There is a chance to sit in the cockpit of a nuclear bomber next month as part of a new tour option at the RAF Museum in north London.

The Avro Vulcan was the UK’s cold war bomber and apart from the US spy planes, probably the most distinctive aircraft of its era with its massive delta wing design.


Although designed as a nuclear bomber, its sole combat role was the famous flight down to the Falklands to bomb the airport.

Incidentally, the Argentinean government nearly bought a Vulcan bomber, but the government was hesitant about approving a deal without an agreement on the Falklands first, in case the plane was used to bomb Port Stanley. Three months after the refusal, Vulcan bombers did indeed bomb Port Stanley, although it was the Brits doing the attacking.

While of militarily dubious practical use, the attack demonstrated UK resolve in retaking the islands, so had enormous propaganda benefits.

Also, the sheer difficulty of flying half way across the planet has rightly gone down as one of the great aeronautic accomplishments.

The planes were mothballed following the end of the cold war, and while one is still flying, and another might be restored to flight, the rest are in museums, including one in London.

The bomber in the RAF Museum is now open for access on the last Wednesday of the month, although June has already sold out, and there are only a few slots left for July.

Clamber up the two ladders, through the cabin and into the cockpit where one of the museum aircraft team will talk you through every nook and cranny of the flight deck.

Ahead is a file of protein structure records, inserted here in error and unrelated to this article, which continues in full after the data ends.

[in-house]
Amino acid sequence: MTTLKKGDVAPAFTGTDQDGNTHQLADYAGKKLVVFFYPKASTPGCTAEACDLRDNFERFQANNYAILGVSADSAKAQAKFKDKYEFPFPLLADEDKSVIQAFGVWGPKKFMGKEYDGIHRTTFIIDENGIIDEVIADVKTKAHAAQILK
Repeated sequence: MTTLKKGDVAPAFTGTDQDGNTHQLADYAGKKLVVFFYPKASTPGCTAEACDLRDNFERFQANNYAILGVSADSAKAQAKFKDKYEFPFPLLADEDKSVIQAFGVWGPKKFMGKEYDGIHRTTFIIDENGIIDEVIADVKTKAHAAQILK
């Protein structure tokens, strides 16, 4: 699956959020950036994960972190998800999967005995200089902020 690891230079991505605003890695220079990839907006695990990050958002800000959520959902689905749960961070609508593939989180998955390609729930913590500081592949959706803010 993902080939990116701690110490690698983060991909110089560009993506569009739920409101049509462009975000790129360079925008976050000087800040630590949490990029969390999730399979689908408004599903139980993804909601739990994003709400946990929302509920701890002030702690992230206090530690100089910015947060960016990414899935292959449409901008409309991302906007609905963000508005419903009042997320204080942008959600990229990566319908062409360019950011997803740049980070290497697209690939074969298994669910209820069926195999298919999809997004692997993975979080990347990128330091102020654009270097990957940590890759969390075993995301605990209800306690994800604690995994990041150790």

Book tickets here


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  1. Andrew says:

    Hmm. £20. I am torn between thinking that is (a) far too much, and (b) a bargain…

    I think your last link should go to

  2. Des says:

    It only costs 50p to go in the vulcans cockpit at Newark (if it’s open) . £20 is far too much .

  3. Martin Walker says:

    I go to airshows each year to watch XH558 fly. Would love to get an opportunity to get to go inside. But being nowhere near London, guess I’ll keep dreaming. 😉 And the price isn’t too bad to keep a piece of history for future generations.

  4. John Broadfoot says:

    Fantastic Aircraft. Do not worry. The Cockpit Price is there
    To keep it SAFE. JB.

  5. Chris Bates says:

    £20 is a complete rip off. As stated above Newark, and for that matter Midland Air Museum at Coventry charge 50p or £1,

  6. Jim says:

    Just a word – Midland Air Museum have a Vulcan on static display – cockpit access is only permitted now under supervision – this was due to some low life stealing a piece from the cockpit. I would suggest with the supervised visits that you deploy smart water. This unique coding would allow tracing anyone suspected of vandalism or theft. It is a sad world in which we live but replacement pieces are getting rarer and I would think expensive.

  7. Ab says:

    Mmmm, £20
    Is overnight stay and breakfast included?

  8. Graeme Mount says:

    You can sit in the cockpit of Vulcan XL426 at Southend Airport for £3 on open days. Forthcoming dates 15 June (Fathers’ Day), 24 August and 21 September.

  9. jim gilroy says:

    People saying it’s only 50p/£1 at the Midland Aircraft Museam should remember you also have to pay an admission price there of £6.50, so have constant funds coming in from this, Hendon is free to get in all year round, and the extra fund raising from this will help keep the Museam free

  10. Steve says:

    East fortune airfield outside Edinburgh has one too. Thats free to explore all the A/C after you pay the entry fee (around 5 or 6 quid i think)

  11. Sean says:

    You can see the Vulcan cockpit at Southend on selected days for just a fiver.

  12. Gary Denness says:

    There’s also a Vulcan cockpit at the Bournemouth Aviation museum that you can climb up into.

    The attack on the runway in the Falklands did have some practical use though, The Argentines concluded that they could not base strike aircraft on the islands and withdrew them to the mainland.

  13. Jamie says:

    £1 to get a tour of XL319 cockpit near Sunderland at the North East Land, Sea& Air museums. After £5 entry, but there’s plenty of other stuff.

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